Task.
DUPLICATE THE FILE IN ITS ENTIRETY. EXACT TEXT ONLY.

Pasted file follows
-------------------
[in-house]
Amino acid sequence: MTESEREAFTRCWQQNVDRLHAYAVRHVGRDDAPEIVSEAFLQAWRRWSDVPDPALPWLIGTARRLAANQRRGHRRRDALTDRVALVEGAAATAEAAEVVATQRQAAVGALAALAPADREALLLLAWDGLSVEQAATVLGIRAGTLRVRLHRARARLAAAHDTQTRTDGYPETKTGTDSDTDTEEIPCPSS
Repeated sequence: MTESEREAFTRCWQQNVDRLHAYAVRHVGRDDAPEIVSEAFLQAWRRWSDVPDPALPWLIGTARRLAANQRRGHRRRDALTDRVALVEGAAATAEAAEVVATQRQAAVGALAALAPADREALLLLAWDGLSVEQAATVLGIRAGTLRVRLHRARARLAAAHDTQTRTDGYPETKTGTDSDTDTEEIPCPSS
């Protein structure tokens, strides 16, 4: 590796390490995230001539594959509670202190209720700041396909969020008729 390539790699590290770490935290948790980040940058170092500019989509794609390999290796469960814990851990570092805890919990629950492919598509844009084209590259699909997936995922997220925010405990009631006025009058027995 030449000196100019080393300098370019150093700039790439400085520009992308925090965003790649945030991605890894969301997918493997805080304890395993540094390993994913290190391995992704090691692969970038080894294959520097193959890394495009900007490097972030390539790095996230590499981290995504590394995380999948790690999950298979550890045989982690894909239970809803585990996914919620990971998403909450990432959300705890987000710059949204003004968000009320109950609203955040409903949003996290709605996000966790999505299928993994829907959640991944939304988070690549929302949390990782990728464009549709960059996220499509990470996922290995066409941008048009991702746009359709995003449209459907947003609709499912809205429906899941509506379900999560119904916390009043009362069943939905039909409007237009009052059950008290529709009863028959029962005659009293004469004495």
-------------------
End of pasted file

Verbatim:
[in-house]
Amino acid sequence: MTESEREAFTRCWQQNVDRLHAYAVRHVGRDDAPEIVSEAFLQAWRRWSDVPDPALPWLIGTARRLAANQRRGHRRRDALTDRVALVEGAAATAEAAEVVATQRQAAVGALAALAPADREALLLLAWDGLSVEQAATVLGIRAGTLRVRLHRARARLAAAHDTQTRTDGYPETKTGTDSDTDTEEIPCPSS
Repeated sequence: MTESEREAFTRCWQQNVDRLHAYAVRHVGRDDAPEIVSEAFLQAWRRWSDVPDPALPWLIGTARRLAANQRRGHRRRDALTDRVALVEGAAATAEAAEVVATQRQAAVGALAALAPADREALLLLAWDGLSVEQAATVLGIRAGTLRVRLHRARARLAAAHDTQTRTDGYPETKTGTDSDTDTEEIPCPSS
């Protein structure tokens, strides 16, 4: 590796390490995230001539594959509670202190209720700041396909969020008729 390539790699590290770490935290948790980040940058170092500019989509794609390999290796469960814990851990570092805890919990629950492919598509844009084209590259699909997936995922997220925010405990009631006025009058027995 030449000196100019080393300098370019150093700039790439400085520009992308925090965003790649945030991605890894969301997918493997805080304890395993540094390993994913290190391995992704090691692969970038080894294959520097193959890394495009900007490097972030390539790095996230590499981290995504590394995380999948790690999950298979550890045989982690894909239970809803585990996914919620990971998403909450990432959300705890987000710059949204003004968000009320109950609203955040409903949003996290709605996000966790999505299928993994829907959640991944939304988070690549929302949390990782990728464009549709960059996220499509990470996922290995066409941008048009991702746009359709995003449209459907947003609709499912809205429906899941509506379900999560119904916390009043009362069943939905039909409007237009009052059950008290529709009863028959029962005659009293004469004495």